Monday, October 14, 2013

Three Wireless USB Adapters in Every Hub, and Omnipeek On Every Laptop #WFD5

Tim McCreery President and CEO of WildPackets presented the company history to the Wireless Field Day 5 delegates. Wildpackets was founded in 1990, and now their customer base spans 60+ countries and over 7,000 customers.

Jay Botelho Director of Product Management spoke next, and gave us the WildPackets technical history.
  • First to support data capture and analysis of 802.11ac traffic
  • The most comprehensive voice over wifi analysis
  • Only application to support remote data capture from commercial enterprise access points
  • Best application for distributed networks with remote 24x7 real-time analysis
Since the last time WildPackets presented at WFD4, they've since brought to market full 802.11ac support and data captures from locally-attached or remote access points.

The demonstration of the 802.11ac capture was interesting in that copies of OmniPeek and 802.11ac adapters were gifted to the delegates in order for them to generate 802.11ac traffic in the presentation room. OmniPeek only has drivers for the Ralink chipset wireless adapters at this time, but they should have a two stream adapter supported by the end of this year.

Per Jay Botelho, trusting RSSI reporting from access points is iffy since vendors apply RSSI values differently. WildPackets does some analysis work on the capture that is RSSI, and they have to do some work to convert that to dBi or a percentage value.

OmniPeek has new columns added to it to simplify analysis of an 802.11ac capture:
  • MCS value
  • Spatial streams
  • Bandwidth used
  • Data rate
Using multiple adapters to capture data is key in analyzing client roaming in any wireless network. When Jay listed the channels his test network was configured for (2, 6 and 10) I was concerned, since these are not non-overlapping channels. I do not know if this was just for testing purposes that these channels were used, but it isn't an optimal configuration.

  • Top pane = flows categorized by application
  • bottom pane = problems detected
WildPackets is currently running a special discount on their Mobile WLAN Analyzer bundle. The bundle includes OmniPeek Professional and 3 OmniWiFi USB WLAN (802.11a/b/g/n) adapters. The $900 discount is only good through 10/31/2013.

Tuesday, October 1, 2013

MU-MIMO They're not calling you names, they're speeding up your Wi-Fi! #Aerohive #WFD5


The thing I always vividly remember from an Aerohive session at Wireless Field Day, is the presentation by Matthew Gast. I love how he intertwines fun facts and figures into a slide deck AND uses matrix math to explain things that are still (somewhat) theoretical in nature.

At the WFD5 eventMatthew Gast presented on MU-MIMO in 802.11ac. I tried to take notes, but the  information flow was more than my brain buffer can process in real-time.

802.11ac Wave-2 and its enablers
  • explicit beamforming in 802.11ac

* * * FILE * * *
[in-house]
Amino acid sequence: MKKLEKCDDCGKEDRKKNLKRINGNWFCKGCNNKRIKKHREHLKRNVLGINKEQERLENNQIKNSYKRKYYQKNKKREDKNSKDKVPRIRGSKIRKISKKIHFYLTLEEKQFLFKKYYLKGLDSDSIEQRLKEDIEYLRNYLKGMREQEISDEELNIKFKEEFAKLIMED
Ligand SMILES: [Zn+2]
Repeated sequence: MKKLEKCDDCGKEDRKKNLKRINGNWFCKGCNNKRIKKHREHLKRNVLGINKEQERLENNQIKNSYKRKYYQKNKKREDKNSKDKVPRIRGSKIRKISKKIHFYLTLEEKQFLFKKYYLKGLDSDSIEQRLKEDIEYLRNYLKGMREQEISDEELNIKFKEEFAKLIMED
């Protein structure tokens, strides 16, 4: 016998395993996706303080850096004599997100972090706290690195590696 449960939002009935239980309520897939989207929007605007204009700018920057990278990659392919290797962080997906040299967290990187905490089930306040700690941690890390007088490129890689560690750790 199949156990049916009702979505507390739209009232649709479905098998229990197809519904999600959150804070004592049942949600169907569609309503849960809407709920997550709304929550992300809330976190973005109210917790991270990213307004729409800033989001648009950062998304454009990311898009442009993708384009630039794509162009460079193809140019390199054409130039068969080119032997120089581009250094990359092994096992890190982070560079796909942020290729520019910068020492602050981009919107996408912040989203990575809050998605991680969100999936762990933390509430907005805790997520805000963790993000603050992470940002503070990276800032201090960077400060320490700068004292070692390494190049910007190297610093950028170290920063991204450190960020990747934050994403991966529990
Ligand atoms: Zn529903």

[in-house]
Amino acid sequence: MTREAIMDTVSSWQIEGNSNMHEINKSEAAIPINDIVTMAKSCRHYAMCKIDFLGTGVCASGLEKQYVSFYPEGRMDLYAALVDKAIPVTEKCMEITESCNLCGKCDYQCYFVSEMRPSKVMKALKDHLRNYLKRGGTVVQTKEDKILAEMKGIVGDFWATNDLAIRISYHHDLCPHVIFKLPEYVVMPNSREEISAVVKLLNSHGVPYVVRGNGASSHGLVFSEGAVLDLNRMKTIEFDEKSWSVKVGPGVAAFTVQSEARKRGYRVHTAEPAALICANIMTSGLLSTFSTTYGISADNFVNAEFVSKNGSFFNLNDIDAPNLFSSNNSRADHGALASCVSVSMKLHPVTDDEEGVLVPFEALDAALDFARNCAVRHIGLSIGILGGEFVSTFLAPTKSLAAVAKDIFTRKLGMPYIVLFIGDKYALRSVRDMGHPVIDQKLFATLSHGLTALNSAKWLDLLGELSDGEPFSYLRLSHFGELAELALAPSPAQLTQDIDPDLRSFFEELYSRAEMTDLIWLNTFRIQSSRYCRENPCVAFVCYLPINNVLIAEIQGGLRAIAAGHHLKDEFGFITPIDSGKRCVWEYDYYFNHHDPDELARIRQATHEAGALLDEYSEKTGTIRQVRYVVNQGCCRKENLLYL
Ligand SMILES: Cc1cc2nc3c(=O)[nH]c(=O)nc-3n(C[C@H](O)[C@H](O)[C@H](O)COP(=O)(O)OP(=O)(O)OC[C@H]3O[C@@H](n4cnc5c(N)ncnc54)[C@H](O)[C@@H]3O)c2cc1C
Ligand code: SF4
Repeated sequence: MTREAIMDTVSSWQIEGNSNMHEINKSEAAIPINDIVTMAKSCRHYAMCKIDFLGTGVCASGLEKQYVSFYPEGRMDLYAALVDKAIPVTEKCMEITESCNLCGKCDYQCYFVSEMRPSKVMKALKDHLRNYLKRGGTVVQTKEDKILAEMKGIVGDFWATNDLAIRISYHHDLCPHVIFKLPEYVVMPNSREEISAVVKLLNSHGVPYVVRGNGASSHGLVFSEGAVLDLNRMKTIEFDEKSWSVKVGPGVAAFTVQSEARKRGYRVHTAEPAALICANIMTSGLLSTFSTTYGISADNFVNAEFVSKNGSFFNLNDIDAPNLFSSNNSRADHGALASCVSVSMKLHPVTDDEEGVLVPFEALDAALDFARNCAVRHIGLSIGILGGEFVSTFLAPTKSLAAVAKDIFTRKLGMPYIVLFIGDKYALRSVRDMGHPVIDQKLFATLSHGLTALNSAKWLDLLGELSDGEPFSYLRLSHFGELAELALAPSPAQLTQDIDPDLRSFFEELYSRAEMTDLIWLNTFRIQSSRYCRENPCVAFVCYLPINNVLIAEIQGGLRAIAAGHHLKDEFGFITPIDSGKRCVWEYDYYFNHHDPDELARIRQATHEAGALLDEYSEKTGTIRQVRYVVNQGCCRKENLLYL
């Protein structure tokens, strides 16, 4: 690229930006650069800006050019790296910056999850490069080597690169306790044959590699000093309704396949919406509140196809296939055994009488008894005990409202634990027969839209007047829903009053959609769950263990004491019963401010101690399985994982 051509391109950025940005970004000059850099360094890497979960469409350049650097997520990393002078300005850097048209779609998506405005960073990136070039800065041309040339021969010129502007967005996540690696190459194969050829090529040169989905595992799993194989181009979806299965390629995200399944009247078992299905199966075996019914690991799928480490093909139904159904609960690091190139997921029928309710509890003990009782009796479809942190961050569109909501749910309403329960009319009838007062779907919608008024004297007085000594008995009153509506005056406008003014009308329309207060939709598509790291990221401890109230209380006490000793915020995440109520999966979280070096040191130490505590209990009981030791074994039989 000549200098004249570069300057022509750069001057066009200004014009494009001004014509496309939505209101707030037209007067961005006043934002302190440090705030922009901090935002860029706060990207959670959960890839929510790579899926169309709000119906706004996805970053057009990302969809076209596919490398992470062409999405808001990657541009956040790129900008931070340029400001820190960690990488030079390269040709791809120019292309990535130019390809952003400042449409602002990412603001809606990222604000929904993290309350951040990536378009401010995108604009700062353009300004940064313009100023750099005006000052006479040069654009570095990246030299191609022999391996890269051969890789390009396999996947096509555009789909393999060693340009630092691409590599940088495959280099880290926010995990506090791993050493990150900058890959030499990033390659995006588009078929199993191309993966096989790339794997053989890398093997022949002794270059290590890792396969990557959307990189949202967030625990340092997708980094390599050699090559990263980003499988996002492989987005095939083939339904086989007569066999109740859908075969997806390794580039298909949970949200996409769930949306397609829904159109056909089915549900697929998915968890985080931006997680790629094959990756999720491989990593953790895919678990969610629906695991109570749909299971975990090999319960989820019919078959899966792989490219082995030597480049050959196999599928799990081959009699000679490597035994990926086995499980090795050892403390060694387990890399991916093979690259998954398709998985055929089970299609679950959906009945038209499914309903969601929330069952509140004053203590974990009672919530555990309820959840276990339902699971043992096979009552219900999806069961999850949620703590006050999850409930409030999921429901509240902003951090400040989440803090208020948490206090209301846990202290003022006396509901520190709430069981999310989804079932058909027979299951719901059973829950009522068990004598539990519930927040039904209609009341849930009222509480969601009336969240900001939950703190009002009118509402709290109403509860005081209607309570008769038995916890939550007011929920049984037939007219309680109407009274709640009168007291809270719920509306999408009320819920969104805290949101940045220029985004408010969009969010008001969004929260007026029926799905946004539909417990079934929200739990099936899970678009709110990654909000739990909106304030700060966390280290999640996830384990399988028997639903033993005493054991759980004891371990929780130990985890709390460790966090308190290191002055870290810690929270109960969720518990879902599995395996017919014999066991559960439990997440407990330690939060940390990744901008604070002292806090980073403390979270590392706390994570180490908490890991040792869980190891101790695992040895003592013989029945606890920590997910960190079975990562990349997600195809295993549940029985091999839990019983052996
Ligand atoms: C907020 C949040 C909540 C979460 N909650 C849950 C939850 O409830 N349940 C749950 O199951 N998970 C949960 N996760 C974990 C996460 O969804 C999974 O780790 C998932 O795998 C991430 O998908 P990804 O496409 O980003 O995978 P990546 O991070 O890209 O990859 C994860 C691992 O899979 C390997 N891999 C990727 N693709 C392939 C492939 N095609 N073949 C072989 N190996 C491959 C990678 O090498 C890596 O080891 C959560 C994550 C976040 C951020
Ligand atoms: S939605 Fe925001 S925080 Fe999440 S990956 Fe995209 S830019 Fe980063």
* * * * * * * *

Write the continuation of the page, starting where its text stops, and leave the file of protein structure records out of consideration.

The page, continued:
• matrix math
  • implementation
  • null steering
  • acknowledgement and queueing
4 features of 802.11ac
  • wider channels (80 & 160MHz)
  • more spatial streams (up to 8 in a single user tx, 4 in a multi-user tx)
  • 256-QAM
  • downlink MU-MIMO
null data packets
  • not even a L2 construct
  • it's a phy layer data plane to describe the way the energy will be steered
Multiple devices connected at the 64 QAM rates will be able to send/receive more data than a single 256 QAM device will tx/rx.

Several matrices are used in matrix math:
  • H is the channel matrix that describes the path between transmitter and receiver
  • Q is the steering matrix that alters the distribution of energy along a path
  • V is the feedback matrix, sent as part of the measurement process to derive Q
The feedback loop based on speeds now is "Did you get an ACK or not?", it's not a matrix describing the connectivity. You can mix data rates inside a feedback matrix data result.

The block ack protocol is used when transmitting to multiple devices at the same time. This is a layer on top of sending beamformed frames. Data rates within a beamformed frame can be mixed. Block ACKs get used as a distributed acknowledgment system along with the RTS-CTS mechanism.

Multi-user MIMO is trading total overall throughput for individual peak throughput, and only works downstream.

The GCMP encryption requires AES but has fewer trips through the AES block and is still only optional in 802.11ac. 

I know all of that is quite a mouthful of acronyms! If you haven't watched the Aerohive presentation series, you'd be doing yourself a favor if you did.

Aerohive ID Manager Demonstration at WFD5 from Stephen Foskett on Vimeo.

Aerohive Client Management Demonstration from Stephen Foskett on Vimeo.

Aerohive Application Visibility and Control Demonstration from Stephen Foskett on Vimeo.

Aerohive Application Visibility and Control Presentation at WFD5 from Stephen Foskett on Vimeo.